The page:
What do I do if I test positive for Covid? Rules on self isolation in the UK - can you go to work?

Rules on self-isolating after a positive Covid test differ depending on where you live in the UK

Figures from the Office for National Statistics (ONS) show that the virus is becoming more prevalent, with 1.7 million people estimated to have had the virus in the week 10 17 June,

The number of people in hospital with Covid is also on an upward trend in most parts of the country, but the virus continues to be most prevalent in Scotland.

The ONS said the latest increase was “likely caused by infections compatible with Omicron variants BA.4 and BA.5”, which are now thought to be the most dominant strains in much of the UK.

There is “currently no evidence” that these strains lead to more serious symptoms than previous variants, but health experts have warned that nearly one in six people aged 75 and over have not received a booster dose of vaccine in the past six months, putting them more at risk of severe disease.

Self-isolation rules vary across the UK (Photo: Adobe)

The legal requirement to self-isolate if you test positive for Covid was scrapped earlier this year, with people instead advised to take “personal responsibility”.

Guidance on what to do if you have the virus still remains, but advice varies slightly depending on where you live.

If you fall ill with coronavirus or think you may have it, this is the guidance in place across the four nations.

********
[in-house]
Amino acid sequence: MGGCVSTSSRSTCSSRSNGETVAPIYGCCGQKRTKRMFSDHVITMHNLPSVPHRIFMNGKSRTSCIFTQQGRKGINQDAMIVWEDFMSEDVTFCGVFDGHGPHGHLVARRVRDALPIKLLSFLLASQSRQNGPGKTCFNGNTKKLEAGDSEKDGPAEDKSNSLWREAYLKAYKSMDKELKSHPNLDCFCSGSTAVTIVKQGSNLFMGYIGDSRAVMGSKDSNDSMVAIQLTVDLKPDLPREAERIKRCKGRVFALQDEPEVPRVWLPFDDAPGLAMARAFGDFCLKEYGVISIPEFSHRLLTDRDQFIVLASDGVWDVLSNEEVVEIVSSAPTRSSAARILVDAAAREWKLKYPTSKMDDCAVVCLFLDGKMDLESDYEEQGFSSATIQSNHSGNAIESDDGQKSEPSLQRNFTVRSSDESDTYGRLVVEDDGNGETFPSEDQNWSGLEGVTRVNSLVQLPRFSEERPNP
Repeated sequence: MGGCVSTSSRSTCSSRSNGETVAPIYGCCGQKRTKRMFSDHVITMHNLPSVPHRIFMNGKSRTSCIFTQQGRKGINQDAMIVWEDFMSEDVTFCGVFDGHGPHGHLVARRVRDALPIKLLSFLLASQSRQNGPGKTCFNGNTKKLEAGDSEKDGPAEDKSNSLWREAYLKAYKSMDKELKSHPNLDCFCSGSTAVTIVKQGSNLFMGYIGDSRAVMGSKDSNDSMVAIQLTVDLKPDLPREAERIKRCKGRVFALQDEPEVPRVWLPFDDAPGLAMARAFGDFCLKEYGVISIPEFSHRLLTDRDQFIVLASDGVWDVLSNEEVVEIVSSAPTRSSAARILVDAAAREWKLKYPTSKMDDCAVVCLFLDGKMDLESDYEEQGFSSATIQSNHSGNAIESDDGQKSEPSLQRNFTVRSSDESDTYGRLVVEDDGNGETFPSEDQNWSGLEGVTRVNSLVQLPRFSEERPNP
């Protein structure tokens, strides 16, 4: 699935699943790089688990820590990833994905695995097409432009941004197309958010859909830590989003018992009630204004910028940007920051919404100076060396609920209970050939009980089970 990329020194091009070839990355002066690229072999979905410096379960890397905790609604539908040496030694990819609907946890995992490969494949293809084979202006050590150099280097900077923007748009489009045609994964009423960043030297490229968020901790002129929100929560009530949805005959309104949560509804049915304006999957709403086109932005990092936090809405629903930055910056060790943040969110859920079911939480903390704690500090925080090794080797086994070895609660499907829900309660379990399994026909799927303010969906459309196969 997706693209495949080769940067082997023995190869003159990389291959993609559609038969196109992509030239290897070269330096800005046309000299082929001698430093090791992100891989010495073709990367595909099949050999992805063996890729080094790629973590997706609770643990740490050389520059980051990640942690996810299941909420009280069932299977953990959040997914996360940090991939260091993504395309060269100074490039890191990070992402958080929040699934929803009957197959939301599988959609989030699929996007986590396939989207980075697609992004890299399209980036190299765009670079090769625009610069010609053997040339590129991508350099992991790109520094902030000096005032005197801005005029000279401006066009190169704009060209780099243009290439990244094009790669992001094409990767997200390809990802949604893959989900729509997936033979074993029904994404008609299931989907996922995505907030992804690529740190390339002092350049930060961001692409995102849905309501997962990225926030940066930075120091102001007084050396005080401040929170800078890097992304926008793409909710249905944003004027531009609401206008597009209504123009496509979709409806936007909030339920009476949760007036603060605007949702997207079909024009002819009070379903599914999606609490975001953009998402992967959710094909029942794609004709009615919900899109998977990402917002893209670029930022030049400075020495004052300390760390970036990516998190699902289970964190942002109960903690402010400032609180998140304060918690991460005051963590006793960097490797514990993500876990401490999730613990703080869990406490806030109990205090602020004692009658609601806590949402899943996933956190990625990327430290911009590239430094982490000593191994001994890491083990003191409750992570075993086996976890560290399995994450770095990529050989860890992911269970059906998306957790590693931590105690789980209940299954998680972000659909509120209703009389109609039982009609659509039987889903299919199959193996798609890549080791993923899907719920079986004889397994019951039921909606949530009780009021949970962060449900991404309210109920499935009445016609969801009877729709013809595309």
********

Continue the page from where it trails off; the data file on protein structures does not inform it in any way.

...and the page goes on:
Do I need to self isolate if I test positive for Covid?


In England, it is recommended that you follow NHS guidance if you feel unwell. The NHS says you should stay at home and avoid contact with other people if you:

  • have any symptoms of Covid and have a high temperature, or you do not feel well enough to go to work or do your normal activities
  • have tested positive for Covid

If you have Covid you can pass on the virus to other people for up to 10 days from when your infection starts, although many people will no longer be infectious to others after five days. Those who test positive are urged to avoid meeting people at higher risk from Covid for 10 days.


If you live in Scotland, the Scottish Government recommends following the advice on NHS Inform.

If you test positive, you should stay at home and avoid contact with other people for five days after the day you took your test, or from the day your symptoms started (whichever was earlier).

If you have not tested positive, you should try to stay home until you feel better.


In Wales, you should self-isolate and order a test if you display Covid symptoms and continue to self-isolate until you get your result.

If the test is negative you can leave isolation immediately, but if it is positive you should isolate for five full days and then take another test, plus another the following day.

If both are negative you can leave isolation. If either one is positive, you should continue isolating until you get two negative results in a row, or until day 10, whichever is sooner.

Northern Ireland

In Northern Ireland, people are advised to isolate immediately if they have Covid symptoms or have tested positive.

If you display Covid symptoms you should self-isolate, order a test and remain in isolation until you get your result.

If the test is negative you can leave isolation immediately. If it is positive, you should stay at home and avoid contact with people for five days after the day of the test, or from the day symptoms started - whichever was earlier.

As children tend to be less infectious than adults, this period is reduced to three days for children and young people under the age of 18.